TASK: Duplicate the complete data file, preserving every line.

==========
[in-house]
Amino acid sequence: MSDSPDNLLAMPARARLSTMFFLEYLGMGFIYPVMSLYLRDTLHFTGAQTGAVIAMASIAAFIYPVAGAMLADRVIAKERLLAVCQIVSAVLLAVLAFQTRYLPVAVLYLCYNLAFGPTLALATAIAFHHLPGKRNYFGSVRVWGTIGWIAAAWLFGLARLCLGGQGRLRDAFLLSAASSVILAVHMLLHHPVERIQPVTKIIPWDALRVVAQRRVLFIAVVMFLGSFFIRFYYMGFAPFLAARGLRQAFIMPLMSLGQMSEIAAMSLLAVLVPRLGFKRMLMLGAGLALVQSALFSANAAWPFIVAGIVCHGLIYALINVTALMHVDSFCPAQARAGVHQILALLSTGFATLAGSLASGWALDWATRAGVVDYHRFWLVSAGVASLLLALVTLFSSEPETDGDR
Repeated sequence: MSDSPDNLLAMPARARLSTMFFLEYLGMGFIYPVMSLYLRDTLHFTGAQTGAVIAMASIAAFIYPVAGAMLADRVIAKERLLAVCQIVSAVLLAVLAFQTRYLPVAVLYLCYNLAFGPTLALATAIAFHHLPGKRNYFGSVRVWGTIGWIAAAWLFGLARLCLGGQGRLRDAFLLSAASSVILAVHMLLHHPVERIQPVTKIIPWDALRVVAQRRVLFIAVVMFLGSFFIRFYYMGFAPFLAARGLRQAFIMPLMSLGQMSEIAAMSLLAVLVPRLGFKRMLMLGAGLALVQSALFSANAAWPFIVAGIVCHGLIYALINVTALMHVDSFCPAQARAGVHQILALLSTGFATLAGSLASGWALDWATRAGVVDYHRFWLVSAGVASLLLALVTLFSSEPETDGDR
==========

[in-house]
Amino acid sequence: MSDSPDNLLAMPARARLSTMFFLEYLGMGFIYPVMSLYLRDTLHFTGAQTGAVIAMASIAAFIYPVAGAMLADRVIAKERLLAVCQIVSAVLLAVLAFQTRYLPVAVLYLCYNLAFGPTLALATAIAFHHLPGKRNYFGSVRVWGTIGWIAAAWLFGLARLCLGGQGRLRDAFLLSAASSVILAVHMLLHHPVERIQPVTKIIPWDALRVVAQRRVLFIAVVMFLGSFFIRFYYMGFAPFLAARGLRQAFIMPLMSLGQMSEIAAMSLLAVLVPRLGFKRMLMLGAGLALVQSALFSANAAWPFIVAGIVCHGLIYALINVTALMHVDSFCPAQARAGVHQILALLSTGFATLAGSLASGWALDWATRAGVVDYHRFWLVSAGVASLLLALVTLFSSEPETDGDR
Repeated sequence: MSDSPDNLLAMPARARLSTMFFLEYLGMGFIYPVMSLYLRDTLHFTGAQTGAVIAMASIAAFIYPVAGAMLADRVIAKERLLAVCQIVSAVLLAVLAFQTRYLPVAVLYLCYNLAFGPTLALATAIAFHHLPGKRNYFGSVRVWGTIGWIAAAWLFGLARLCLGGQGRLRDAFLLSAASSVILAVHMLLHHPVERIQPVTKIIPWDALRVVAQRRVLFIAVVMFLGSFFIRFYYMGFAPFLAARGLRQAFIMPLMSLGQMSEIAAMSLLAVLVPRLGFKRMLMLGAGLALVQSALFSANAAWPFIVAGIVCHGLIYALINVTALMHVDSFCPAQARAGVHQILALLSTGFATLAGSLASGWALDWATRAGVVDYHRFWLVSAGVASLLLALVTLFSSEPETDGDR